When I headed out for my first solo backpacking trip at 19 all of my friends and family were terrified for my safety. To this day- my mom still gets questions from concerned loved ones.
“Where is your daughter again?”
“I would never let my daughter go there alone.”
“Aren’t you worried about her?”
Especially as Americans,many of us have the mentality that everywhere else is much less safe than the good ol’ United States.
However…how true is that? There are horror stories of travelers abroad to make even the bravest traveler wary. When women are treated violently or kidnapped it infuriates and scares me. When I look back on my solo travels I definitely wasn’t as safe as I could/should have been. Then again-nothing bad happened to me- nor to anyone I met.
Solo travel as a woman is not easy…but living as a woman alone is not easy either. Violence towards women is not limited to a certain place, and happens in the USA quite a bit more frequently then we would like to admit. I’m not dismissing that danger is not possibly when you travel. It certainly is. However..if you take some basic precautions I think solo travel as a woman is certainly doable and for the most part, perfectly safe. Most of these tips are common sense that I feel like most women have ingrained into them from very young ages, but it is possible to forget these things and get that ‘invincible’ travel feeling.
Listen To Your Instincts
People always talk about women’s intuition. When I was younger, my mom gifted me the book ‘The Gift of Fear.’ It basically says that fear is a basic instinct that we are all born with, and if we learn to accurately read situations and the signals our bodies are sending us, we will be able to sense when we are in a bad situation. I try to trust myself for the most part. If I have a bad feeling about something or someone I won’t chance it.
Don’t Walk Home Alone in the Dark
This may sound like basic common sense, but sometimes when drinks are involved it may seem like a good idea. Just don’t do it. Even if you have to be annoying and get someone from your hostel to walk back with you, most people are happy to do it.
This also goes for arriving on buses alone in the dark. I always try to arrive in a new city in the daylight where I can get used to my surroundings and pick a safe guesthouse. If circumstances are out of your control and your bus arrives in the dark, make sure to take a metered taxi that is regulated, and have a guesthouse in mind that you have previously reserved.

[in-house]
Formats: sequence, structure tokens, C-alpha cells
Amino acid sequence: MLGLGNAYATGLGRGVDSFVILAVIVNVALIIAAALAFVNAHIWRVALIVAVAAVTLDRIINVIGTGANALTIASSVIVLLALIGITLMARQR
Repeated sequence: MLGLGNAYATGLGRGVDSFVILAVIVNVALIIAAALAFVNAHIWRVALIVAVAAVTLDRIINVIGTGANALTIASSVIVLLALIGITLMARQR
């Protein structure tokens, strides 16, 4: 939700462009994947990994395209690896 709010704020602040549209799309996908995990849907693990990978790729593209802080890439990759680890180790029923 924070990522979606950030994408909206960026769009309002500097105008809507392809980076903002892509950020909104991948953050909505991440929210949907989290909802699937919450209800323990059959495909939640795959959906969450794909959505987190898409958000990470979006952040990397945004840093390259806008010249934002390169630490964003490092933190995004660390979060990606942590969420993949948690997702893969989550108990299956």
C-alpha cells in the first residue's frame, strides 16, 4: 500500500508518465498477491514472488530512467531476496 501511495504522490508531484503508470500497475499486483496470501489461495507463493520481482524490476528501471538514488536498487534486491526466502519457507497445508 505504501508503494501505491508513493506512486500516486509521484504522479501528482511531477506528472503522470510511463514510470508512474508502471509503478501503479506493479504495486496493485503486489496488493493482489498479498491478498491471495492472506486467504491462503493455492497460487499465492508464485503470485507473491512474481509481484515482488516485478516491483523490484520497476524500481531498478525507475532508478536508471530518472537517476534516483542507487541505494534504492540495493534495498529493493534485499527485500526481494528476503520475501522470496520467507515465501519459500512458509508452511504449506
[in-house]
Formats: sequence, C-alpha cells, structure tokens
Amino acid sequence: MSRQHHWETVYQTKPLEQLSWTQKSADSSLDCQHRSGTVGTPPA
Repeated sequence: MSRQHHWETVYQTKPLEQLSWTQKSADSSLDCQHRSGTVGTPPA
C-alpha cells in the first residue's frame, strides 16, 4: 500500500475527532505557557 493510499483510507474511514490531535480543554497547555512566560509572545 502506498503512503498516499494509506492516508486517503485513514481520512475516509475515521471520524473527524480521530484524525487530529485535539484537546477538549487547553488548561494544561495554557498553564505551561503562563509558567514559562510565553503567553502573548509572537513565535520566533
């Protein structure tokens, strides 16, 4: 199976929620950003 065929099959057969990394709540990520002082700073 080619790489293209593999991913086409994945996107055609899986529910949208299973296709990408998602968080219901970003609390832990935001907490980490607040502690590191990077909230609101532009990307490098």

I am a tiny 5’2 girl, with a perfectly honed ‘bitch face’ that I can call into action at any time. If I am not in the mood to talk or want to look confident when I’m feeling a little lost or confused, I will set my shoulders back, be aware of surroundings, and walk like I know exactly where I’m going and with purpose, even if I have no clue where I am.
In this same respect, be comfortable with giving a firm ‘no.’ You don’t owe anyone your time or conversation. If someone is making you uncomfortable or you feel something is wrong, leave.
It is crazy how long women will stay in a situation that is making them feel unsafe for the fear of being seen as rude.
Keep Your Friends and Family Updated
While it’s tempting to go completely off the grid when traveling solo, it is smarter to keep your loved ones updated (and they will thank you for it!) If something were to happen to me, it would be a lot better if my family back home knew where I was and had access to my basic itinerary.
I am a feminist, but set aside my ‘women can wear whatever they goddamn please’ attitude when I am traveling. Different culture, different rules. This is not just out of respect for the culture, it’s for saving yourself the discomfort of having gross men ogle you in a foreign place. This doesn’t mean you have to dress conservatively all the time- but try to do some research before hand and see what is appropriate.
Be Vague About Telling People Where You Are Staying
I once made the mistake of telling a local guy I had just met which guesthouse I was staying. He took it upon himself to come to the guesthouse everyday and ask me to go places with him. Usually I am all up for locals showing me around, but something about this guy gave me the creeps and I ended up having to change guesthouses. Now, I just say ‘I don’t remember the name’ or make up a place.
Hopefully these tips will help keep you safe and happy on your travels abroad, and they are in no way meant to scare you off from traveling. We need more women that are able to see the dark, seedy, and sometimes scary parts of travel but embrace it for its beautiful, glorious silver linings. Travel is great because it makes you realize that all the past, preconceived notions about other parts of the world are mostly unfounded. In my experience, once local people saw I was traveling alone they actually went out of their way to help me and make me feel safe in their country.
So- get out there, don’t let your fears shape your experiences, and see the world!